University Software Ownership and Litigation: A First Examination

52 Pages Posted: 26 Jun 2007 Last revised: 14 May 2014

Arti K. Rai

Duke University School of Law; Duke Innovation & Entrepreneurship Initiative

John R. Allison

University of Texas - McCombs School of Business

Bhaven N. Sampat

Columbia University - Mailman School of Public Health

Date Written: April 26, 2009

Abstract

Software patents and university-owned patents represent two of the most controversial intellectual property developments of the last twenty-five years. Despite this reality, and concerns that universities act as "patent trolls" when they assert software patents in litigation against successful commercializers, no scholar has systematically examined the ownership and litigation of university software patents. In this Article, we present the first such examination. Our empirical research reveals that software patents represent a significant and growing proportion of university patent holdings. Additionally, the most important determinant of the number of software patents a university owns is not its research and development ("R&D") expenditures (whether computer science-related or otherwise) but, rather, its tendency to seek patents in other areas. In other words, universities appear to take a "one size fits all" approach to patenting their inventions. This one size fits all approach is problematic given the empirical evidence that software is likely to follow a different commercialization path than other types of invention. Thus, it is perhaps not surprising that we see a number of lawsuits in which university software patents have been used not for purposes of fostering commercialization, but instead, to extract rents in apparent holdup litigation. The Article concludes by examining whether this trend is likely to continue in the future, particularly given a 2006 Supreme Court decision that appears to diminish the holdup threat by recognizing the possibility of liability rules in patent suits, as well as recent case law that may call into question certain types of software patents.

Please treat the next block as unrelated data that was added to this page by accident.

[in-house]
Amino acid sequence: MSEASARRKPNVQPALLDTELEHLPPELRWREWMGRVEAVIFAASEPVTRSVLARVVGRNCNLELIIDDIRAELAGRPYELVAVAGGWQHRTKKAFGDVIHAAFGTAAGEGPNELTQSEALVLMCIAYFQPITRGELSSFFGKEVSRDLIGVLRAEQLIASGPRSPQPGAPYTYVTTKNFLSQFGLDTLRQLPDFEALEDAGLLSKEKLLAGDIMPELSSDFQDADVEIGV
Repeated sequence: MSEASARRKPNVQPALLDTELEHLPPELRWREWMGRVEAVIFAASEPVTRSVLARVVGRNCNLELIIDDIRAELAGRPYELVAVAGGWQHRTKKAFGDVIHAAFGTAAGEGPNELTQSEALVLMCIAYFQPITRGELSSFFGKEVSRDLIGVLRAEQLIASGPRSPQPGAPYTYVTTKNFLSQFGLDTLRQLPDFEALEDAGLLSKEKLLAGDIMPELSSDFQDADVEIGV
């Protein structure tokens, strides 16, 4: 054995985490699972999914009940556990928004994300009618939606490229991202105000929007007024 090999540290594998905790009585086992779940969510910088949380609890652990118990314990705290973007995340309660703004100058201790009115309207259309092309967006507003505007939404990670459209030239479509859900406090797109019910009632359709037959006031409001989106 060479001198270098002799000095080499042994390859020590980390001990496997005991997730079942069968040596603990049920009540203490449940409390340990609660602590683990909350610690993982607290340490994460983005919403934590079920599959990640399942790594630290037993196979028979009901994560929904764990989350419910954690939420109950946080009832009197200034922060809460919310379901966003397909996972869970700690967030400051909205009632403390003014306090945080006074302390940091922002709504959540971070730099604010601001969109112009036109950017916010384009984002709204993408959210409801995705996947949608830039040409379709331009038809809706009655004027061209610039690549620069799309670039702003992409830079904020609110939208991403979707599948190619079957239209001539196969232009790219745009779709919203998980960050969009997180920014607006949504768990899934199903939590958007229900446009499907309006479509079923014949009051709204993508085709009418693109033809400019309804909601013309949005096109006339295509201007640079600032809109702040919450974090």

Suggested Citation

Rai, Arti K. and Allison, John R. and Sampat, Bhaven N., University Software Ownership and Litigation: A First Examination (April 26, 2009). Duke Law School Legal Studies Paper No. 160; Duke Science, Technology & Innovation Paper No. 20. Available at SSRN: https://ssrn.com/abstract=996456 or http://dx.doi.org/10.2139/ssrn.996456

Arti Kaur Rai (Contact Author)

Duke University School of Law ( email )

210 Science Drive
Box 90362
Durham, NC 27708
United States

Duke Innovation & Entrepreneurship Initiative ( email )

215 Morris St., Suite 300
Durham, NC 27701
United States

John R. Allison

University of Texas - McCombs School of Business ( email )

CBA 5.202
University of Texas at Austin
Austin, TX 78712
United States

Bhaven N. Sampat

Columbia University - Mailman School of Public Health ( email )

600 West 168th St. 6th Floor
New York, NY 10032
United States

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